Objects of Transcendence was an exhibition I co-curated with Irini Papadimitriou
Exhibition Dates: 20 January – 5 March 2017
Location: Watermans Art Gallery [link]
Publication essay by Nella Aarne
Objects of Transcendence looks at how the object can transcend its individual meaning to make a social or political comment. It brings together the work of leading contemporary artists Ele Carpenter, Jeremy Hutchison, Jasleen Kaur and Matthew Plummer-Fernandez.
The exhibition explores how each of the artists focuses on materiality in their own art practices and how the language emerging from the object can draw our attention, challenging our way of seeing reality, and rewarding us with new perspectives on a range of contemporary issues. From portraits built from Amazon’s purchase-behaviour algorithms to everyday items bathed in radioactivity, this is an exhibition that will spark new ways of thinking.
About the work
In Singularly Assured Destruction: A laboratory for measuring variable risk perception, Ele Carpenter creates an amateur laboratory of uranium glass. This glass is one of the most familiar everyday sources of radiation found in our domestic spaces, and is sourced from antique centres and charity shops in the UK. The artwork highlights the uncanny nature of radiation, and the need for a wider understanding of the behaviour of radioactive isotopes in the environment.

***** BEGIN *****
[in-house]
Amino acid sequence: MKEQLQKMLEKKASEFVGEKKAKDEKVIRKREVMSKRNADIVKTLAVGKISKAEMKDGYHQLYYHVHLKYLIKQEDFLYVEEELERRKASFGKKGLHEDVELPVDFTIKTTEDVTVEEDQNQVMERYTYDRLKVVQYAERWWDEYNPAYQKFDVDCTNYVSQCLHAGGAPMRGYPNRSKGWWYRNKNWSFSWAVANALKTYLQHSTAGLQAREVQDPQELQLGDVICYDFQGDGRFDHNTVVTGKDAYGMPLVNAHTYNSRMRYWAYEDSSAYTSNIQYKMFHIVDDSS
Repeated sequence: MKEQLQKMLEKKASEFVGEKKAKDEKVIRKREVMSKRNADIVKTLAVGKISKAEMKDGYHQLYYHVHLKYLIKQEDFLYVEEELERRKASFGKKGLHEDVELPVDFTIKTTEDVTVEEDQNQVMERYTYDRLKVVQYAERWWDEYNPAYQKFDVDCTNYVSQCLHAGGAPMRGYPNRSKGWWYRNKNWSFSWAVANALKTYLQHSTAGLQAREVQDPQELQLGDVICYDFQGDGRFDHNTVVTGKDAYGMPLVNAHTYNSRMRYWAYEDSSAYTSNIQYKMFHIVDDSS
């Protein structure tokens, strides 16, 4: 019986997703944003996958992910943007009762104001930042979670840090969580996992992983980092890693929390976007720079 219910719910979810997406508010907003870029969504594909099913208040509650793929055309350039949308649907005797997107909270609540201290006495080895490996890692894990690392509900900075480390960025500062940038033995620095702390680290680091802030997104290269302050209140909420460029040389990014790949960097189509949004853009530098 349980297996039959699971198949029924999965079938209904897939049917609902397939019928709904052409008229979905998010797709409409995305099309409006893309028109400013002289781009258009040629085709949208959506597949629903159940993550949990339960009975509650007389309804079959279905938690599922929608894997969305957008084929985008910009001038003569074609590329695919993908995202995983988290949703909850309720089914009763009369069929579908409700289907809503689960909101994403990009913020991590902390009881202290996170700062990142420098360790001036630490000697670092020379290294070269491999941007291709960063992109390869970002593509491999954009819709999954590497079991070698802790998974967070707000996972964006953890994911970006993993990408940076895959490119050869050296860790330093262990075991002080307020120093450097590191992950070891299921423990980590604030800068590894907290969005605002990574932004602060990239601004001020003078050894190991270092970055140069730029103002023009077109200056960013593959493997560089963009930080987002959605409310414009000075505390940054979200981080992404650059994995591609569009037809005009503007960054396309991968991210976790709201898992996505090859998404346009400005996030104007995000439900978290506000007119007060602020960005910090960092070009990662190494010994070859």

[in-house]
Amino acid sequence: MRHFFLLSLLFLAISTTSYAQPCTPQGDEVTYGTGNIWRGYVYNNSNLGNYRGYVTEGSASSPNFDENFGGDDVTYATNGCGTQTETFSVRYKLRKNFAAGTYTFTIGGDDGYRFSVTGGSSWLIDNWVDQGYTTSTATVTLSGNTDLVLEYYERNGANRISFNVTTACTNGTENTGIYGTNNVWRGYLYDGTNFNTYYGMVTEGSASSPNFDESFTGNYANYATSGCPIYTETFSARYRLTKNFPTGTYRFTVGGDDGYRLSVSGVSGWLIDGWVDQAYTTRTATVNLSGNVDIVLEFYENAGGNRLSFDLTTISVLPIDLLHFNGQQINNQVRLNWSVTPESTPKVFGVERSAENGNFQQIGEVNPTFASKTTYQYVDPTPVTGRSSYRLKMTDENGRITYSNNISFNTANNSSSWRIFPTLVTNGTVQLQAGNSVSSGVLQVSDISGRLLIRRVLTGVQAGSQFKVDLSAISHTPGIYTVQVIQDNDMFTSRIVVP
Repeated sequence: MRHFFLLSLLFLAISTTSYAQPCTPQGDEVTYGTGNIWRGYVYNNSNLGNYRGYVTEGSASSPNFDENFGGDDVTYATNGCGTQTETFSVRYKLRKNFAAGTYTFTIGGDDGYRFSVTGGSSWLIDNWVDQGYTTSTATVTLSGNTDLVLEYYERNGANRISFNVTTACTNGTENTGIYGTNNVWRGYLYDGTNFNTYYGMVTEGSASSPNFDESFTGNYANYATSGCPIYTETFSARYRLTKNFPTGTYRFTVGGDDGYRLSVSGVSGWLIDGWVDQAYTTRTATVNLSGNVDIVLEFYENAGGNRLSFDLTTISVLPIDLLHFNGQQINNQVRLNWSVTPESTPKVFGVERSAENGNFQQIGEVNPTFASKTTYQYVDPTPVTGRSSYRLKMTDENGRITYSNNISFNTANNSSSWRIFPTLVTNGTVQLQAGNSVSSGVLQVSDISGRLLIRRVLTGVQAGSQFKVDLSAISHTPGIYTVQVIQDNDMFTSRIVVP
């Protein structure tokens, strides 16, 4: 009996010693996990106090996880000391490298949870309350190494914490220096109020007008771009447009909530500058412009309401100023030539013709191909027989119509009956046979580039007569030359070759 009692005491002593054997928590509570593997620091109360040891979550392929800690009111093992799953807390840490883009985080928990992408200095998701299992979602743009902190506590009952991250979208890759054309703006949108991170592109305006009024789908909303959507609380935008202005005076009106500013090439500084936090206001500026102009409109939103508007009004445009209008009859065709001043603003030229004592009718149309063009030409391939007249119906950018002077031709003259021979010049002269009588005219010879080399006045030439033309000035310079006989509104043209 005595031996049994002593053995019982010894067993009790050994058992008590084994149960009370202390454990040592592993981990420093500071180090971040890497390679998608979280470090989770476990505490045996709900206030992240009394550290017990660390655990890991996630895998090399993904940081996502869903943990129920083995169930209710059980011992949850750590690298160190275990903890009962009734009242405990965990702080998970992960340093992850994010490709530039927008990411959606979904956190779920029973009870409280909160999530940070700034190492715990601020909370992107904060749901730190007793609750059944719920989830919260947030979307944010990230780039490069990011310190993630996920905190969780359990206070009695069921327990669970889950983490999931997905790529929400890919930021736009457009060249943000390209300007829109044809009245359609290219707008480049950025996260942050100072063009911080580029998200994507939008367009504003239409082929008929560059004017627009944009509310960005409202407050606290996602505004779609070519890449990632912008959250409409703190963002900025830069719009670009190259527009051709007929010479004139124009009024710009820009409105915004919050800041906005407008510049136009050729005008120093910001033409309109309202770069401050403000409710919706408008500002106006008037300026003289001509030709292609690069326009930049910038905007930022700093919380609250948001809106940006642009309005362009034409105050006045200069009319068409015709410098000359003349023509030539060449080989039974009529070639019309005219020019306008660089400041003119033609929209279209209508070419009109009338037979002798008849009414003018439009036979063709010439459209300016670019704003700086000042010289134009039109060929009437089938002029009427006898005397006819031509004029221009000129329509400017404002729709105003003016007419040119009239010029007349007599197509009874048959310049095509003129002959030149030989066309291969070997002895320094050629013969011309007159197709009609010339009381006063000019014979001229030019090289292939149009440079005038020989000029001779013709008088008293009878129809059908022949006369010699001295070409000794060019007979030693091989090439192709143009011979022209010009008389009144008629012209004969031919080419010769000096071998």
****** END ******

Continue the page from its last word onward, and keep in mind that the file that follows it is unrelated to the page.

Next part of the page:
Matthew Plummer-Fernandez reveals the way online consumers profiles are constructed. In Customers Who Also Bought, a series of portraits are created entirely by algorithms, finding shoppers and product images. Each person’s Amazon buying habits automatically create a collage that is strangely beautiful – and resembling Italian Renaissance painter Archimboldo’s renowned portrait heads made of objects – while posing the question: is this who we are?
Jeremy Hutchison’s i- explores the human body as a product of consumption and part of material culture. Have you ever noticed the hands that hold the objects we desire: the i-Phone, or the i-Pad? The artist considers how these disembodied body parts come to represent something different from the people they belong to.
Jasleen Kaur’s new work Slightly Awkward Feeling investigates ‘aspirational materials’ and aesthetics of British Asian homes and Gurdwaras, looking at how the decorations and furnishings, through use, have taken on a new perceived meaning and created a kind of Indian aesthetic.